Among the large majority of churchgoers who have changed their habits (87%), attitudes about containment measures don’t convey major resistance to being asked to alter how and where they worship: Among those frequent churchgoers who have changed their habits as a result of the virus (and presumably for some, the restrictions placed on these gatherings by local governments), a robust 71% said that they support the restriction of in-person religious services of more than 10 people. Texans who were attending church at least once per week are now almost split between attending remote services (49%) or simply choosing not to attend (44%). 

Attorney General Paxton’s commitment to defending principles notwithstanding, the share of Texans expressing strong objections in their opinions or reported behavior to the deployed containment measures applied to religious practice is very small. The number of those directly resisting these measures out of a likely objection to having their religious practice burdened by efforts to contain the pandemic appears infinitesimal. In our April poll, only 1% of Texas voters reported attending church at least once a week, opposing the limitations on church gatherings of more than 10 people, and continuing their frequent church attendance in person. Only 8% of Texans have both oppose restrictions on in-person religious services and have changed their frequent church attendance habits due to COVID-19.

So despite all the attention paid to protecting the rights of the devout by elected officials and would-be opinion leaders in public rhetoric, lawsuits, letters and proclamations, a sizable  majority of Texas churchgoers both support emergency restrictions enacted in the name of public health, and appear willing to follow recommendations for safer worship. The attorney general, it should be said, is likely correct that coercive measures to enforce such guidance, or a lack of regard for religion’s constitutionally protected status from the classification of religious services in the executive orders, likely would trigger less approval and even more active resistance among the devout — and may be doing so in some areas. These instances attract media attention and the support from would-be opinion leaders and big pocket funders, but there is no evidence that they represent widespread sentiment or are likely to tap into an underlying wellspring of support.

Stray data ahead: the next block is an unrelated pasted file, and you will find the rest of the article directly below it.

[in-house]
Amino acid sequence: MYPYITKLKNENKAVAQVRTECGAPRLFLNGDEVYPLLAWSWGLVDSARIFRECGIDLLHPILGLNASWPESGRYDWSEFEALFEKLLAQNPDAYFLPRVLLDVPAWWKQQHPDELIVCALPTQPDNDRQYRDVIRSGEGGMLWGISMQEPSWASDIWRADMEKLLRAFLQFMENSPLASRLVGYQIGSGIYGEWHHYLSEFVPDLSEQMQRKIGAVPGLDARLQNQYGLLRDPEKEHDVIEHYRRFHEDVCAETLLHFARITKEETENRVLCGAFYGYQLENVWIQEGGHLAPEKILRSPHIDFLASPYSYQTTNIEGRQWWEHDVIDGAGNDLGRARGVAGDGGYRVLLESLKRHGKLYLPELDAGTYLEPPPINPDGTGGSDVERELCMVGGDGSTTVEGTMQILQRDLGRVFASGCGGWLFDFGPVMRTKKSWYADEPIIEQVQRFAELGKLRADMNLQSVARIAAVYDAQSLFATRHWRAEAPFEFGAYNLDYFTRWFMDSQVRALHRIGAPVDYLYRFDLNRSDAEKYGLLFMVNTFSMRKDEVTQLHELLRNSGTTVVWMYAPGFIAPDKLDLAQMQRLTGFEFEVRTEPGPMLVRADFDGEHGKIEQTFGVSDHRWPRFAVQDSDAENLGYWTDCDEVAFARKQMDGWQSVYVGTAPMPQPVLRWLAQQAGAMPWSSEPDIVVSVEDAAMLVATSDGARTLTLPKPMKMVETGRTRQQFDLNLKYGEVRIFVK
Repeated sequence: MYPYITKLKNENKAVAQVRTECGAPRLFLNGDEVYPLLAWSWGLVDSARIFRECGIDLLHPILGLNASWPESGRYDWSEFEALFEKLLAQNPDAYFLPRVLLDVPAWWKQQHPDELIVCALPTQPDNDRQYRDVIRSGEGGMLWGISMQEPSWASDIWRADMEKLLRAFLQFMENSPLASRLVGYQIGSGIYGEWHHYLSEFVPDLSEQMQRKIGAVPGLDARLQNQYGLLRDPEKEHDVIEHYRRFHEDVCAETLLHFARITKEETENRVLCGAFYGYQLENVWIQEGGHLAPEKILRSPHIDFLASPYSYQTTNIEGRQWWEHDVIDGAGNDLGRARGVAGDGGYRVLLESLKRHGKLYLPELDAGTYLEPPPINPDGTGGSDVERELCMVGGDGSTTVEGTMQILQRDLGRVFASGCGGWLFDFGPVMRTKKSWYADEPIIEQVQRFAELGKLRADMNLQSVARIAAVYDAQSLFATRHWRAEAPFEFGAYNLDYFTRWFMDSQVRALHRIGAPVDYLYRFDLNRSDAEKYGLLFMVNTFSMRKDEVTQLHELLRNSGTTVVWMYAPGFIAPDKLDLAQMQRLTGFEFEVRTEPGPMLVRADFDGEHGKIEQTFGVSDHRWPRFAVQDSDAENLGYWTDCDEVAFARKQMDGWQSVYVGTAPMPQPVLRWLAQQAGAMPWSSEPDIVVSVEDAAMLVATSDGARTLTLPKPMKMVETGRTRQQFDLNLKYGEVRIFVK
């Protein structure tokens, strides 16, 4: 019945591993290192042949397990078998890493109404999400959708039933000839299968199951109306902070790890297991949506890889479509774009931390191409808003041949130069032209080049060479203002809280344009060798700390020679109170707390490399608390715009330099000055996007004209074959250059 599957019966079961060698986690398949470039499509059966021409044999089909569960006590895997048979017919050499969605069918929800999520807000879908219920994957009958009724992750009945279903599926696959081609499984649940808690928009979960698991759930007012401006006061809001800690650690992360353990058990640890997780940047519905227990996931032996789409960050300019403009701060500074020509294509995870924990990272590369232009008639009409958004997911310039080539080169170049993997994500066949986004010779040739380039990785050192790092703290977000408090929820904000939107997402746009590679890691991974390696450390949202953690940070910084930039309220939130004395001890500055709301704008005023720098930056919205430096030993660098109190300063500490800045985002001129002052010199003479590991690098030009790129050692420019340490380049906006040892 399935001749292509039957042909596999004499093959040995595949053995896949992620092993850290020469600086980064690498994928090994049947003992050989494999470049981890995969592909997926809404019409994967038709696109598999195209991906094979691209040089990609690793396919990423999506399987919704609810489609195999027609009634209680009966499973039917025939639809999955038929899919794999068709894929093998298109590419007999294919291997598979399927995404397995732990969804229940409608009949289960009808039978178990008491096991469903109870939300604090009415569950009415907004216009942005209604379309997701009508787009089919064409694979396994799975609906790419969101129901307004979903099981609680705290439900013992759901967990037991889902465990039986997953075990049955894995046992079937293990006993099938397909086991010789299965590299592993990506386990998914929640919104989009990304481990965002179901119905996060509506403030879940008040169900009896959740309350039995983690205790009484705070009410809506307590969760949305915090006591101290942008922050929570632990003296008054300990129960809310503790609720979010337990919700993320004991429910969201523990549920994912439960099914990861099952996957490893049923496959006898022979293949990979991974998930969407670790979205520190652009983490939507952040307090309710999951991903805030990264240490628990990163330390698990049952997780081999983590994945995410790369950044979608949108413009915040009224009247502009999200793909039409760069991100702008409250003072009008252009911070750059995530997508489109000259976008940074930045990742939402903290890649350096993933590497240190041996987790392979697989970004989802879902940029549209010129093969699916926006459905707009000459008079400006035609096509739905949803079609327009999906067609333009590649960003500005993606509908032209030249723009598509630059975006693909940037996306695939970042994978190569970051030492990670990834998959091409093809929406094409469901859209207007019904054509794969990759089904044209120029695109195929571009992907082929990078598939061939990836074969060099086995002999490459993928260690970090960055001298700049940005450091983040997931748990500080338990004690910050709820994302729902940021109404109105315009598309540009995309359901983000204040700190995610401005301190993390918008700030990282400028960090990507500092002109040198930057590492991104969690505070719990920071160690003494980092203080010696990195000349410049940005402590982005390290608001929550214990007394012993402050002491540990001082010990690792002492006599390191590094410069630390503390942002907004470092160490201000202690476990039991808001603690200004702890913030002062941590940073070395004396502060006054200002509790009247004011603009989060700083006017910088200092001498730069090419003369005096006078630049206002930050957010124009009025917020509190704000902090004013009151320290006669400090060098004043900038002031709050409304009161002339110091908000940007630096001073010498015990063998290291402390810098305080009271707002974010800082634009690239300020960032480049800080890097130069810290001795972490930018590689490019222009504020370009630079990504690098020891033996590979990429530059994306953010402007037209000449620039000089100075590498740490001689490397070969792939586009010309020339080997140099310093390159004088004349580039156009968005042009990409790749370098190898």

The shrugging response of the mayors and judges who received the Attorney General’s warning letters is, therefore, likely in tune with their respective voters, particularly in the urban areas targeted by the attorney general. City and county leaders denied that they are overstepping as they repeat claims that their efforts align with Gov. Abbott’s successive executive orders. Bexar County Judge Nelson Wolff and San Antonio mayor Ron Nirenmberg specifically addressed their supposed overstepping when it comes to “Houses of Worship” in their May 12 reply to AG Paxton’s letter:

We assisted our faith community by circulating the joint guidance issued by you and the governor for Houses of Worship and we assure you that we do not prohibit the number of people who can attend religious services.  

It’s no accident that they mention that the AG’s joint guidance document. When the first 3-page version was issued by Attorney General Paxton (but billed as “joint guidance from the Office of the Attorney General and the Office of the Governor”) on March 31, the governor was beset on his left by those accusing him of dithering and on his right by activists already taking legal action against local efforts. The guidance began by noting that “the right of Texans to freely exercise their religion” was protected by the US and Texas Constitutions as well as by state law. But as Abbott instituted unprecedented restrictions in the state, the guidance that, as we flagged in a post shortly after it was issued, also prominently included a final paragraph noting that  “these restrictions do not violate the religious liberty of houses of worship because the government has a compelling interest for implementing the rules (stopping contagion).”  As Governor Abbott has sought to loosen efforts at containment, the guidance document has grown to five pages in its current third iteration. Yet however much the context and Abbott’s tact toward containment have changed, the final paragraph remains a reminder that the assertion of authority over houses of worship is justified "under the extraordinary circumstances in which we temporarily live.”

However loud the isolated protests, most Texas churchgoing folk appear to agree with that analysis, even if the attorney general’s office has second thoughts when it comes to cities and counties. A large majority of the devout appear also to believe in the need to balance public health with their spiritual needs, whatever the fights of mere mortals trying to guide the balancing.